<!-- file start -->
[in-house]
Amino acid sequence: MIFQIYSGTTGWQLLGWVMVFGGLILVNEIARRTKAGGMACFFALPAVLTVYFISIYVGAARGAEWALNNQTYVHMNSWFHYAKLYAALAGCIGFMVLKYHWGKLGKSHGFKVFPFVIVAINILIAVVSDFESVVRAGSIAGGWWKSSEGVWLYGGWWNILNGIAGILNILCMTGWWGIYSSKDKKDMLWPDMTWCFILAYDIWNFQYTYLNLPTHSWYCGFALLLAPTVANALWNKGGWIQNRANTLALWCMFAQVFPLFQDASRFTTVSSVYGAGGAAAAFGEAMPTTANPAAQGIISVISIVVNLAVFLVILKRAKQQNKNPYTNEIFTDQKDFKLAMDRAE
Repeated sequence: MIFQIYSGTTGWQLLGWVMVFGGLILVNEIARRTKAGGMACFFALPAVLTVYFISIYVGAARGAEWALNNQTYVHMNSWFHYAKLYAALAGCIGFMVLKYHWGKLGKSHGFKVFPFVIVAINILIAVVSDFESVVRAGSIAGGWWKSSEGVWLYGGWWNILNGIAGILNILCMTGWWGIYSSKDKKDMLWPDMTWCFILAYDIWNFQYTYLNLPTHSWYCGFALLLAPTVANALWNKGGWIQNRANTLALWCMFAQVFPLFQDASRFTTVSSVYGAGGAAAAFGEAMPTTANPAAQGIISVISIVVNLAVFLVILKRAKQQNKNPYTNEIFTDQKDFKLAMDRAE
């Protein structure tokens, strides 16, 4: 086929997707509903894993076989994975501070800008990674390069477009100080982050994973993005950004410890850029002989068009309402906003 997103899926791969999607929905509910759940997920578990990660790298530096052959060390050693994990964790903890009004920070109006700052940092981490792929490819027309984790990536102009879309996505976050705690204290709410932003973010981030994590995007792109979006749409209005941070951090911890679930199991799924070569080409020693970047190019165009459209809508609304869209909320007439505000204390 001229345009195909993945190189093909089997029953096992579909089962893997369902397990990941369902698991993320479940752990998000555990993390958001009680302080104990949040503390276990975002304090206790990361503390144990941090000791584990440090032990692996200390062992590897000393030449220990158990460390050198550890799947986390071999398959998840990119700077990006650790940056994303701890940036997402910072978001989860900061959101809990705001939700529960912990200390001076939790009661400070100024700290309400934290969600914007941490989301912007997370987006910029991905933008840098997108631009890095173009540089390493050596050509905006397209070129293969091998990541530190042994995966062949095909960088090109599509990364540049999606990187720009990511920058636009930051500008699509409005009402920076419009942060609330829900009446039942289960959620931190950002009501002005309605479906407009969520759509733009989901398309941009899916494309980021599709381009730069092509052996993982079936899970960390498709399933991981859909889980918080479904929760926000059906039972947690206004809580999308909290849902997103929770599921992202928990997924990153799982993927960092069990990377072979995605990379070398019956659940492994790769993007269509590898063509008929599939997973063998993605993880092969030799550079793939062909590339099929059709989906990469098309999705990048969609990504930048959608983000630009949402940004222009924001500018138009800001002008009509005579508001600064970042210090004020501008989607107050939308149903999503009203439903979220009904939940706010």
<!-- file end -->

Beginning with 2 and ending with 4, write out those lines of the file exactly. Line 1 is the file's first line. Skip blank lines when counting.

Amino acid sequence: MIFQIYSGTTGWQLLGWVMVFGGLILVNEIARRTKAGGMACFFALPAVLTVYFISIYVGAARGAEWALNNQTYVHMNSWFHYAKLYAALAGCIGFMVLKYHWGKLGKSHGFKVFPFVIVAINILIAVVSDFESVVRAGSIAGGWWKSSEGVWLYGGWWNILNGIAGILNILCMTGWWGIYSSKDKKDMLWPDMTWCFILAYDIWNFQYTYLNLPTHSWYCGFALLLAPTVANALWNKGGWIQNRANTLALWCMFAQVFPLFQDASRFTTVSSVYGAGGAAAAFGEAMPTTANPAAQGIISVISIVVNLAVFLVILKRAKQQNKNPYTNEIFTDQKDFKLAMDRAE
Repeated sequence: MIFQIYSGTTGWQLLGWVMVFGGLILVNEIARRTKAGGMACFFALPAVLTVYFISIYVGAARGAEWALNNQTYVHMNSWFHYAKLYAALAGCIGFMVLKYHWGKLGKSHGFKVFPFVIVAINILIAVVSDFESVVRAGSIAGGWWKSSEGVWLYGGWWNILNGIAGILNILCMTGWWGIYSSKDKKDMLWPDMTWCFILAYDIWNFQYTYLNLPTHSWYCGFALLLAPTVANALWNKGGWIQNRANTLALWCMFAQVFPLFQDASRFTTVSSVYGAGGAAAAFGEAMPTTANPAAQGIISVISIVVNLAVFLVILKRAKQQNKNPYTNEIFTDQKDFKLAMDRAE
């Protein structure tokens, strides 16, 4: 086929997707509903894993076989994975501070800008990674390069477009100080982050994973993005950004410890850029002989068009309402906003 997103899926791969999607929905509910759940997920578990990660790298530096052959060390050693994990964790903890009004920070109006700052940092981490792929490819027309984790990536102009879309996505976050705690204290709410932003973010981030994590995007792109979006749409209005941070951090911890679930199991799924070569080409020693970047190019165009459209809508609304869209909320007439505000204390 001229345009195909993945190189093909089997029953096992579909089962893997369902397990990941369902698991993320479940752990998000555990993390958001009680302080104990949040503390276990975002304090206790990361503390144990941090000791584990440090032990692996200390062992590897000393030449220990158990460390050198550890799947986390071999398959998840990119700077990006650790940056994303701890940036997402910072978001989860900061959101809990705001939700529960912990200390001076939790009661400070100024700290309400934290969600914007941490989301912007997370987006910029991905933008840098997108631009890095173009540089390493050596050509905006397209070129293969091998990541530190042994995966062949095909960088090109599509990364540049999606990187720009990511920058636009930051500008699509409005009402920076419009942060609330829900009446039942289960959620931190950002009501002005309605479906407009969520759509733009989901398309941009899916494309980021599709381009730069092509052996993982079936899970960390498709399933991981859909889980918080479904929760926000059906039972947690206004809580999308909290849902997103929770599921992202928990997924990153799982993927960092069990990377072979995605990379070398019956659940492994790769993007269509590898063509008929599939997973063998993605993880092969030799550079793939062909590339099929059709989906990469098309999705990048969609990504930048959608983000630009949402940004222009924001500018138009800001002008009509005579508001600064970042210090004020501008989607107050939308149903999503009203439903979220009904939940706010």